- Business - Fasten your seatbelts

By SuperyachtNews

Fasten your seatbelts

Jonathan Beckett, CEO of Burgess, considers the potential for 2022 across the market's three core buyer markets…

If one considers the (quite understandable) pessimism that was rife in 2020, the market sentiment at the top end of 2022 could not be more different off the back of a year that was record-breaking across a number of sectors. We speak with Jonathan Becket, CEO of Burgess, to understand what he expects from the three core buyer sectors over the course of the year ahead.

“I have never experienced a year quite like the one we have just seen in my 41 years at Burgess,” starts Jonathan Beckett, CEO of Burgess. “In order to determine what will happen in 2022 with absolute certainty, as ever, I would need a crystal ball. However, the market is in a very good place and there is a lot of money around at the moment. From the Burgess perspective, we are predicting another very strong year. That being said, the difference between a strong year and an outstanding year might be the matter of two very large deals and such things can be incredibly difficult to predict.”

By this point, various brokerage reports have highlighted the record-breaking year that 2021 proved to be. Indeed, Burgess experienced its own record-breaking year with 45 superyacht sales worth over €2billion, which equates to a 27 per cent increase on the previous best year. According to a recent Burgess announcement, over 50 per cent of these sales were over 50m.

“Our 2021 figures were so strong thanks to three large sales at the tail end of the year that we closed, as well as closing a couple of big new construction projects,” continues Beckett. “However, it is perfectly feasible that, following such a strong year for the market, a lack of supply may become a factor in 2022, which in turn couple impact pricing. However, as it stands prices are sensible. There is no more COVID pricing, you can’t go out and find cheap deals for excellent superyachts but, equally, I don’t think prices are overinflated by the demand at the moment. Prices seem fair, which is terrific.”

As well as boasting a record year for brokerage, Burgess’ new build construction department also had enjoyed a record-breaking year with revenues having grown 39 per cent when compared with 2020. However, like with the second-hand market, various concerns relating to availability and capacity have been voiced by industry commentators. 

“Regardless of how big the order book has become, I believe that buyers are still going to be ordering superyachts this year,” says Beckett. “Obviously, the delivery dates have been pushed out, but there is still confidence amongst buyers, especially the younger ones. Buyers are concerned that the longer they wait, the longer they will be waiting if the order book continues to grow, which we fully expect it to in 2022. What we have certainly noticed over the last year is that COVID has significantly shifted the trigger point for superyacht sales. Buyers are getting younger.”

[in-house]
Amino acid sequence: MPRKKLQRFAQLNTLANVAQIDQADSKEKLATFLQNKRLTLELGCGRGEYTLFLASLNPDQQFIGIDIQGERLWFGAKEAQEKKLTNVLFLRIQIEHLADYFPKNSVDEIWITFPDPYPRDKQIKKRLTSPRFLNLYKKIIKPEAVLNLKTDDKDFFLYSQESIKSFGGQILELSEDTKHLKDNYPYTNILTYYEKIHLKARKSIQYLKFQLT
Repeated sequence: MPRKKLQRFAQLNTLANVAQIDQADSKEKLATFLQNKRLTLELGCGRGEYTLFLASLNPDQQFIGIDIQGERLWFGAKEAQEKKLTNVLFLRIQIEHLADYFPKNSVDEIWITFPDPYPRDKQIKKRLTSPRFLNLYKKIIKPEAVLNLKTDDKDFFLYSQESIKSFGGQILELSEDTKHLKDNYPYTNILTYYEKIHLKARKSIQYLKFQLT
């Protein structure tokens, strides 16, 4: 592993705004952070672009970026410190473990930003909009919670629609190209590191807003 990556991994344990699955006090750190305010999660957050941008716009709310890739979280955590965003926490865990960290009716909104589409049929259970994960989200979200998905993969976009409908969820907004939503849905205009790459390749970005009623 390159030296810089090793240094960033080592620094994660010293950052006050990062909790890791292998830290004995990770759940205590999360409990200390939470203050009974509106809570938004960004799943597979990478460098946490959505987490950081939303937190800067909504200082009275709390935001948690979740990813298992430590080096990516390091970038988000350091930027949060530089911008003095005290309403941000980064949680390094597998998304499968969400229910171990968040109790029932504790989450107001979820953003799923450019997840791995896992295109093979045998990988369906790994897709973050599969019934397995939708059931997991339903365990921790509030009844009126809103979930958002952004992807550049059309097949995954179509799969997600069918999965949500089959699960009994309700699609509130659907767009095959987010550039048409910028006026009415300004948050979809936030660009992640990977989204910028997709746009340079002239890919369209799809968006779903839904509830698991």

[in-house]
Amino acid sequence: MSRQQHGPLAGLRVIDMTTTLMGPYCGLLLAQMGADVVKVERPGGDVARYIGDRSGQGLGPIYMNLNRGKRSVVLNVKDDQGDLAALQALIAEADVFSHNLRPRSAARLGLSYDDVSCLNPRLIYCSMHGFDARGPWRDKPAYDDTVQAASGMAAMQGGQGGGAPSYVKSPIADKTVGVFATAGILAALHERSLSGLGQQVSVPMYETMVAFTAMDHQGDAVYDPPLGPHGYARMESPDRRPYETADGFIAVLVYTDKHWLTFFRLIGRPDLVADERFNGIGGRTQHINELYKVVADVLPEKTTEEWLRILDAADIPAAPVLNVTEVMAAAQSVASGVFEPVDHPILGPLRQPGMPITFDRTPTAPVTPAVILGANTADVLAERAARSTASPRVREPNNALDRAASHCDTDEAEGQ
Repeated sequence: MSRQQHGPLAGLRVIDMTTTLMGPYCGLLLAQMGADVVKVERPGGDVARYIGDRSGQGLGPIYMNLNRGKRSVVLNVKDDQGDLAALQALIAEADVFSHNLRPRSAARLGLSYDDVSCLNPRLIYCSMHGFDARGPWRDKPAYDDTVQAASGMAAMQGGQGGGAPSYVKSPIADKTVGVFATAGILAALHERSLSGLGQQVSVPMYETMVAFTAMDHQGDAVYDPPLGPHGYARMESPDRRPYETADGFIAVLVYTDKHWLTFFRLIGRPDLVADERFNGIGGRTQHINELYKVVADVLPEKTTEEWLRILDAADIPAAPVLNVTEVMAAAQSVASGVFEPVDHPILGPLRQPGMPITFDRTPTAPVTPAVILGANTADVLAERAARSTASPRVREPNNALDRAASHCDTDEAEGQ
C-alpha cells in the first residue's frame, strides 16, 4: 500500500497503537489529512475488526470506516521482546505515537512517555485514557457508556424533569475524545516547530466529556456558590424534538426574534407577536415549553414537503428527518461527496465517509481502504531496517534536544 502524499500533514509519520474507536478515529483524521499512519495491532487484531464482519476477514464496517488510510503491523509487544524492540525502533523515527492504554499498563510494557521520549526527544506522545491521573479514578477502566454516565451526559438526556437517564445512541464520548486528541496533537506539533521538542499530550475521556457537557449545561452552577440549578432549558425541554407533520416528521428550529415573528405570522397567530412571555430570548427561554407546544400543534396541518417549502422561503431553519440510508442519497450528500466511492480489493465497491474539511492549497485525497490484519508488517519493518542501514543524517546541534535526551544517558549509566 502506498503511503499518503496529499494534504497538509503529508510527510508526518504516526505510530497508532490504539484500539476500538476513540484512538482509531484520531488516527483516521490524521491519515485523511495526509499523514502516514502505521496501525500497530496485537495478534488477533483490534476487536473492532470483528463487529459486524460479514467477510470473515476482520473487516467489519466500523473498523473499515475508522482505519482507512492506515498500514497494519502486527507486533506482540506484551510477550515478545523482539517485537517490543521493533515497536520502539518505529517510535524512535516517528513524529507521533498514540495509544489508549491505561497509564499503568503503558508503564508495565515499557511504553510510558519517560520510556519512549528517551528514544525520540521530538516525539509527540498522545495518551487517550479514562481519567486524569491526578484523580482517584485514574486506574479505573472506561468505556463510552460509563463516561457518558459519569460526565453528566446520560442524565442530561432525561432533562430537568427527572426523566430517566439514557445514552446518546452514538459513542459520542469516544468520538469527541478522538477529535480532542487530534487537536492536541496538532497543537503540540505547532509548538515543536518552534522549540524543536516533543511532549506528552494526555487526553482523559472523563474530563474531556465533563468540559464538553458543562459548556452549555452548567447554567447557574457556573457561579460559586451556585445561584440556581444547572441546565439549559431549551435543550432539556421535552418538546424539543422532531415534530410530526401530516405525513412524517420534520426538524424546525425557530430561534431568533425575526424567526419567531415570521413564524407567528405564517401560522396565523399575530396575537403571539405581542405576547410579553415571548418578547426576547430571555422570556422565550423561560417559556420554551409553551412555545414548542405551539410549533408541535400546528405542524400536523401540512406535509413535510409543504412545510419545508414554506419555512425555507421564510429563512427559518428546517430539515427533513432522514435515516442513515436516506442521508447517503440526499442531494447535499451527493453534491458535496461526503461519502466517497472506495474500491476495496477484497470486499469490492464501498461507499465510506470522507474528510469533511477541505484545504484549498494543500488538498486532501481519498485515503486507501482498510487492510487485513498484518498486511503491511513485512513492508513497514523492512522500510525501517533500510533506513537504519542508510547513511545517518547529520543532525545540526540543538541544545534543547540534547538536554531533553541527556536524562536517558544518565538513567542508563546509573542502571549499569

According to Forbes billionaire’s list, the number of global billionaires grew from 2,095 in 2020 to 2,755 at the close of 2021, which may go some way towards explaining the booming activity across new build and brokerage when considered in conjunction with various theories for market growth that are currently doing the rounds, from safe havens, to superyacht workspaces, to simply getting off the fence in light of ones own mortality. 

While the new build and brokerage markets typically grab the headlines, it is almost ubiquitously accepted that the charter market remains the best breeding ground for buyers. It should come as some comfort for the market then that 2021 also proved to be a success from a chartering perspective. Unlike new build and brokerage, however, charter did not experience a record year, with that record being held by 2019. To some, this may seem like bad news, but charters pre-COVID health somewhat suggests that the growth across new build and brokerage was already on its way and that the purple patch that is being experienced may be more sustainable than some have given it credit for.

“The charter market at the conclusion of 2021 was our second-best year ever, which we had not predicted at the beginning of 2021,” explains Beckett. “Our best year was 2019, but what we achieved in 2021 was excellent. Last year, to a certain extent, we were catering for the best but also planning for the worst. This year, I would say that we have every chance of breaking our 2019 record.”

There are of course long-term challenges on the horizon, especially where the market is concerned with environmental, social and governmental targets. However, in the short term, Beckett believes that one of the most pressing challenges is attracting new buyers into the market and correctly identifying where to target resources in order to effectively educate and engage buyers. 

“Fasten your seatbelts - we’re in for another exciting 12 months. There will be some bumps in the road, but if we work hard and concentrate, we all stand a great chance of success.”

Seldom has there been so much optimism in the air for the superyacht market in recent history. Regardless of how unpredictable the pandemic and its various by-products have been, at this juncture, supported by various market commentators, it is hard to be anything but positive. 

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